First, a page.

6 Ways Transportation Agencies Can Benefit from ITS
March 15, 2017

Jim Barbaresso

According to former USDOT Undersecretary Peter Rogoff, intelligent vehicle technology will be a $35 billion industry in the US. Many state departments of transportation are showing interest in or are actively seeking intelligent transportation systems solutions. Why are agencies so interested in ITS? Implementation offers a high return on investment.

Here are 6 ways transportation agencies can benefit from ITS:

1. Increased safety

ITS will continue to reduce collisions and congestion and enhance emergency response and emergency management. For example, when Florida's FAV initiative is fully implemented, FDOT estimates it could eliminate 90 percent of all crashes in the state.

In addition to eliminating crashes, ITS will provide advance notice of traffic conditions and promote safer, more efficient evacuations.

2. Greater capacity

Owners can squeeze more capacity from existing urban highway systems through ramp metering, dynamic message signs or adaptive signal control. According to the Federal Highway Administration, state DOTs can expect improvements in efficiency, ranging from 10 percent to as much as 50 percent, in areas where signals are particularly outdated.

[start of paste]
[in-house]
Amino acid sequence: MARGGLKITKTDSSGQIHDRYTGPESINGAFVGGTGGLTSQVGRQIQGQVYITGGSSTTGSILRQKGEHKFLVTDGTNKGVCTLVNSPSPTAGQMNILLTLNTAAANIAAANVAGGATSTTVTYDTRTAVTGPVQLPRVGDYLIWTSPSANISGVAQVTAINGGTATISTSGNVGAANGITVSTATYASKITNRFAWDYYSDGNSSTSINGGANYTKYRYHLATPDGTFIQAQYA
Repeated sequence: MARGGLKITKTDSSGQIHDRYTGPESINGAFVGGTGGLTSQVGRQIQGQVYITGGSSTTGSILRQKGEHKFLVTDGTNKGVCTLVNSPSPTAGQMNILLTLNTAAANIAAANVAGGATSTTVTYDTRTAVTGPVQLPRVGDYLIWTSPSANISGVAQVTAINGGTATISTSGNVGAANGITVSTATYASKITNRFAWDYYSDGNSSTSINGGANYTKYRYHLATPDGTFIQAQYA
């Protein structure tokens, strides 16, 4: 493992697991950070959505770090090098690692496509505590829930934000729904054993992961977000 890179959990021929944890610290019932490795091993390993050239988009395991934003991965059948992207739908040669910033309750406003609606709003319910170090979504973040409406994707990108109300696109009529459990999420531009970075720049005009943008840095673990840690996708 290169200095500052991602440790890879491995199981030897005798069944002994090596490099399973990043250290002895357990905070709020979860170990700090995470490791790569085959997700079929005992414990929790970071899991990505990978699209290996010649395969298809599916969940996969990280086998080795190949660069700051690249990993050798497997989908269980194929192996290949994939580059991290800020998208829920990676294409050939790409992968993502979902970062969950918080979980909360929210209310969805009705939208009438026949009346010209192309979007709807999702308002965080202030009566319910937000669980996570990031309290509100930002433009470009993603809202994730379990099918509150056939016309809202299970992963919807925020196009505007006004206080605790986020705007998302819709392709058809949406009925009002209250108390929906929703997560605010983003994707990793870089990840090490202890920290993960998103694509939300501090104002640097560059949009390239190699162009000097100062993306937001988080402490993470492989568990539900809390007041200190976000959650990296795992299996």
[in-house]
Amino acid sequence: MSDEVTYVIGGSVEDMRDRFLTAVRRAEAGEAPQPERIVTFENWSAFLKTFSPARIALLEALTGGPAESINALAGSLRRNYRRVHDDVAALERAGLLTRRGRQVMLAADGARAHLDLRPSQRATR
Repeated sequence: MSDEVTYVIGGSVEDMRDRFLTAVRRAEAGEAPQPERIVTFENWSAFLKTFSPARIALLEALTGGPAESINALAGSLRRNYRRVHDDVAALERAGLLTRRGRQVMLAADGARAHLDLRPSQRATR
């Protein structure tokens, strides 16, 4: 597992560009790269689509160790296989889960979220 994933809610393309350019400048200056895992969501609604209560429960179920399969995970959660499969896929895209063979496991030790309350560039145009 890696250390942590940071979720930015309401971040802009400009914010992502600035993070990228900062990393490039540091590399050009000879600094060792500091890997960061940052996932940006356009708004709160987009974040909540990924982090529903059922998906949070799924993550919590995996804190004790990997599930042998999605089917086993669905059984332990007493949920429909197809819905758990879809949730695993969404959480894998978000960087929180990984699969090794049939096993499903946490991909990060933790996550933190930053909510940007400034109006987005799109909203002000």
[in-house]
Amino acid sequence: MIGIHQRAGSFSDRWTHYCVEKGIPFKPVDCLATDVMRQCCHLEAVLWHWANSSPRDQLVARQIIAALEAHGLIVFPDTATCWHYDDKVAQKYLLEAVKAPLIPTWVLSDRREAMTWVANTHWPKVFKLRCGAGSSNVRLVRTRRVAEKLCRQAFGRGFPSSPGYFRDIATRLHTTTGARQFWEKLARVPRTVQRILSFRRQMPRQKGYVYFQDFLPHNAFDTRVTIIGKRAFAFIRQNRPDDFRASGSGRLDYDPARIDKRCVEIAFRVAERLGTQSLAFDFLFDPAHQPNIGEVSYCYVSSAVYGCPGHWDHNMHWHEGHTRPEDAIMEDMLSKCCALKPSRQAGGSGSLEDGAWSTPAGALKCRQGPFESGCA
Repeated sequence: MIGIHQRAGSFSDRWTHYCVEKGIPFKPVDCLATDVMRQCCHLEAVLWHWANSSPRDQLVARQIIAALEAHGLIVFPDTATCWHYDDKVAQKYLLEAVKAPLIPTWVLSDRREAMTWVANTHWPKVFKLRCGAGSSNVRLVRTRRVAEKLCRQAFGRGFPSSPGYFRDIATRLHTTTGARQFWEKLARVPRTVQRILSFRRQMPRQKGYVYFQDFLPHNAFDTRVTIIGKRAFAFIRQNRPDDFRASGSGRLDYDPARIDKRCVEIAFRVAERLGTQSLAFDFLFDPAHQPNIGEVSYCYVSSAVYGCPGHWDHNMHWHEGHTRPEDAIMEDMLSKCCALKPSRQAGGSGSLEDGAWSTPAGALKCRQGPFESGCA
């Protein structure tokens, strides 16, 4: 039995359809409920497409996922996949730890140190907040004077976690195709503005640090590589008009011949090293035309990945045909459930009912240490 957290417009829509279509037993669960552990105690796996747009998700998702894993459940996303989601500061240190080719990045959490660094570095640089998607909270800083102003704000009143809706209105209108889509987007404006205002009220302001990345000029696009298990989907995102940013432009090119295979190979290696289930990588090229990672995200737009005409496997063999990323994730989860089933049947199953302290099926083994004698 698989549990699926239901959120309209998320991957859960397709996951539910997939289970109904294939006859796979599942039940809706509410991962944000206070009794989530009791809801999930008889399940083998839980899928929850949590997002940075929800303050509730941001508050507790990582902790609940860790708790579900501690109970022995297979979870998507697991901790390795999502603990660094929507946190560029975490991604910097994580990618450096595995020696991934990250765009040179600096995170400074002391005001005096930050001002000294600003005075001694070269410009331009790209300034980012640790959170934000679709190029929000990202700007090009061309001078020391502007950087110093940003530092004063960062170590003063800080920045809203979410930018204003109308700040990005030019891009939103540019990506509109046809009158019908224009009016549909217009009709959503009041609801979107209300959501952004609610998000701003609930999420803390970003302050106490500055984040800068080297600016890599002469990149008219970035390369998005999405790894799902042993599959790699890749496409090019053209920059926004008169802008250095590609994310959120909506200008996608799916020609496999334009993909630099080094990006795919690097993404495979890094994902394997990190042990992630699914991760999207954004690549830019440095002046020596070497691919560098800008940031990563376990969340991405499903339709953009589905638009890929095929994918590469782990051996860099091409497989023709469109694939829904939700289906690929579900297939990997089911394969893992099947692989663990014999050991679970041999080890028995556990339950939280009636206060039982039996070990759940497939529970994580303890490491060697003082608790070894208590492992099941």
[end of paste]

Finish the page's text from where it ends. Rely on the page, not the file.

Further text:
3. Stopgaps

ITS improves performance of existing assets and buys time until sufficient resources can be found for expansion and/or improvements.

4. Reliable travel times

State DOTs are providing reliable travel-time information on freeways in major metropolitan areas.

5. Systematic solutions

For example, a DOT may have only enough funding to widen 2 miles of an 18-mile corridor; however, by adding ITS to the entire corridor, the DOT could improve the system versus simply a single segment.

6. Greener options

More efficient movement of traffic reduces stopping, idling, congestion and emissions.

The benefits of ITS greatly outweigh the costs. Agencies that embrace this change will remain relevant and, ultimately, the transportation systems they operate and maintain will be safer and more efficient. However, while transportation agencies must move more quickly to address the changing technology landscape, planning and implementation should be at a deliberate, measured pace.

Jim Barbaresso is SVP and National Practice Leader, Intelligent Transportation Systems, HNTB Corporation.